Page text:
Xtro [Blu-ray]
Blu-ray ALL - United Kingdom - Second Sight
Review written by and copyright: Eric Cotenas (24th May 2018).
The Film

Three years ago, young Tony (Brazil's Simon Nash) watched his father Sam (Slayground's Philip Sayer) vanish into the sky in a burst of bright light at their country cottage. Now he started dreaming about his father again, waking up covered in blood and claiming to his terrified mother Rachel (Macabre's Bernice Stegers) that his father sent it. Rachel thinks Tony cannot accept that his father just walked out on them, Rachel's photographer boyfriend Joe (Yentl's Danny Brainin) and the kindly doctor (Last of the Summer Wine's Robert Fyfe) think Tony is trying to get attention through pranks, and French au pair Analise (The Living Daylights's Maryam d'Abo) supports Rachel's decision to remain patient with her son rather than seeking recommended professional help. What none of them realize is that Sam's father is back… or a reasonable facsimile. Arriving in the woods near their country cottage on an asteroid as a slimy, hissing, quadrupedal alien that kills a motoring couple (Robert Pereno and Katherine Best) before raping and impregnating the cottage's current resident (Susie Silvey) and rapidly rebirthing himself into a full grown man. Walking back into their lives claiming to have no memories after his disappearance, Tony and smitten Analise believe him while Joe is understandably suspicious and exasperated at Rachel's willingness to believe that her husband has amnesia if not going to so far as to believe he was abducted by aliens. When Tony sees his father eating the eggs laid by his pet snake Harry, Sam confesses that he was taken to another world had to be "changed" to live there. Sam claims that he has come back for Tony and his mother, but plans may change when Joe announces that Rachael plans to divorce her husband and marry him. Tony has started to undergo changes, demonstrating telekinetic abilities that his father tells him are limited only by his imagination; and Tony has quite the imagination, which he puts to deadly use when nosy downstairs neighbor Mrs. Goodman (The Godsend's Anna Wing) kills his pet snake, or when Analise has little time to play hide 'n seek with him when her lover (Prick Up Your Ears's David Cardy) drops by, or when building super Mr. Knight (Spider's Arthur Whybrow) would spoil his fun.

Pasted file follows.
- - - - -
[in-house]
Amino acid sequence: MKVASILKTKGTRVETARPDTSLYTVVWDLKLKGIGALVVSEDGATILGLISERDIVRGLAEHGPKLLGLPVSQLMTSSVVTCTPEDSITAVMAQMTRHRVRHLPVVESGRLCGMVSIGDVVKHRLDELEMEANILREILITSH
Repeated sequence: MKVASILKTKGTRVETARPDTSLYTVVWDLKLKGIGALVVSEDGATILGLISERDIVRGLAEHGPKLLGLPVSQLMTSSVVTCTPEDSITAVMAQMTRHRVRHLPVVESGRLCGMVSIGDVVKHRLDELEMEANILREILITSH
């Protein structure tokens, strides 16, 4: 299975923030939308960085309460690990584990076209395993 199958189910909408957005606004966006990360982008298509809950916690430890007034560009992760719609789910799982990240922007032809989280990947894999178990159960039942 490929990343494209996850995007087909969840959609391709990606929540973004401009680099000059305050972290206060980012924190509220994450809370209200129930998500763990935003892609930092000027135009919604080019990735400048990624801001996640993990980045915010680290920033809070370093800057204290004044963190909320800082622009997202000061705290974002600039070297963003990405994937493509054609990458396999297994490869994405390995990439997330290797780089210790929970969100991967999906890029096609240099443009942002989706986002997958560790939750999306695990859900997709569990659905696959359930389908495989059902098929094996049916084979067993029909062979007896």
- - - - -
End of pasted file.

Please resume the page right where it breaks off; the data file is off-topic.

As much a British sexed-up/gored-up Alien cash-in – despite New Line Cinema's tagline of "Some extra-terrestrials aren't friendly" – as Norman J. Warren's Inseminoid, Xtro framing story of a broken marriage, the strange behavior of an estranged spouse, and the acting out of their child suggests that director Harry Bromley Davenport (Haunted Echoes) may have been equally inspired by the recent Cannes' succès de scandale of Andrzej Zulawski's Possession. The make-up effects are as crude as the Warren film – which was also shot by John Metcalfe (Rawhead Rex) – but Bromley's heavy-handed approach to the scripting and incessant synthesizer scoring give the surrealistic nature of Tony's telekinetic conjuring tricks more of an "everything but the kitchen" sink feel - stemming partially from the input of New Line's Robert Shaye (Wes Craven's New Nightmare) - with what is sort of a subversive take on the father manipulating his son into removing perceived obstacles between them. The alternate "happy" and downbeat endings that distinguished the theatrical and home video versions of the film also suggest that that the concept was never fully developed (surely, co-producer/American distributor New Line would have gone with the gorier ending). That the film's drama remains compelling is largely due to the central performances of Stegers and Sayer, both lending ambiguity to a story where there really is none since virtually everything is telegraphed early on by the derivativeness of the science fiction elements; and the film remains interesting as a future Video Nasty, and one of the gorier pre-A Nightmare on Elm Street New Line horror films (alongside with The Evil Dead which they would release the same year).


Second Sight's 1080p24 MPEG-4 AVC widescreen Blu-ray offers four cuts of the film: the theatrical version with the original ending (86:01), the theatrical version with alternate ending (86:50) – which is gorier and more downbeat, although it raises questions as to why Sam needed to mate with Rachel again – a recreation of the UK video version (85:41) which features the alternate ending but featured some trims to dialogue, and the 2018 "director's version" (86:48) which appears to be Davenport having another go at the digital effects augmentation and color correction since it is preceded by an introduction (0:34) in which he claims that Second Sight allowed him to "mess around with the color" and he has no idea whether this makes it better or not. Second Sight claims that their transfer is derived from a new scan, and it appears (going solely by screenshots of the German disc of the various cuts) to have colors that are not quite as warm as the German one and a bit more texture while the 1.78:1 framing appears to be identical to the German one, revealing more information on all four sides in the same shots while being cropped on all four sides in a few shots that reveal more on the 1.85:1 DVD. The theatrical transfer may derive from the raw scan with the same color choices more deftly applied - in concert with the expert encoding of David MacKenzie whose seamless branching allowed for four versions to be included on one disc without any apparent compression flaws - while the alternate ending and UK video version transfers also bear the same color correction peculiarities of the German disc with the contrast and brightness amped up during the ending sequence to white out the background in the kitchen (which has the side effect of making the reverse shot of the panther coming down the hallway look about as detailed as a charcoal drawing). The 2018 version is pretty unwatchable, not so much because of the new digital effects but because of the rest of the color correction which is so warm as to make skin tones look orange in the sunny opening sequence while the contrast is also amped up to crush shadows even in shots not digitally-augmented.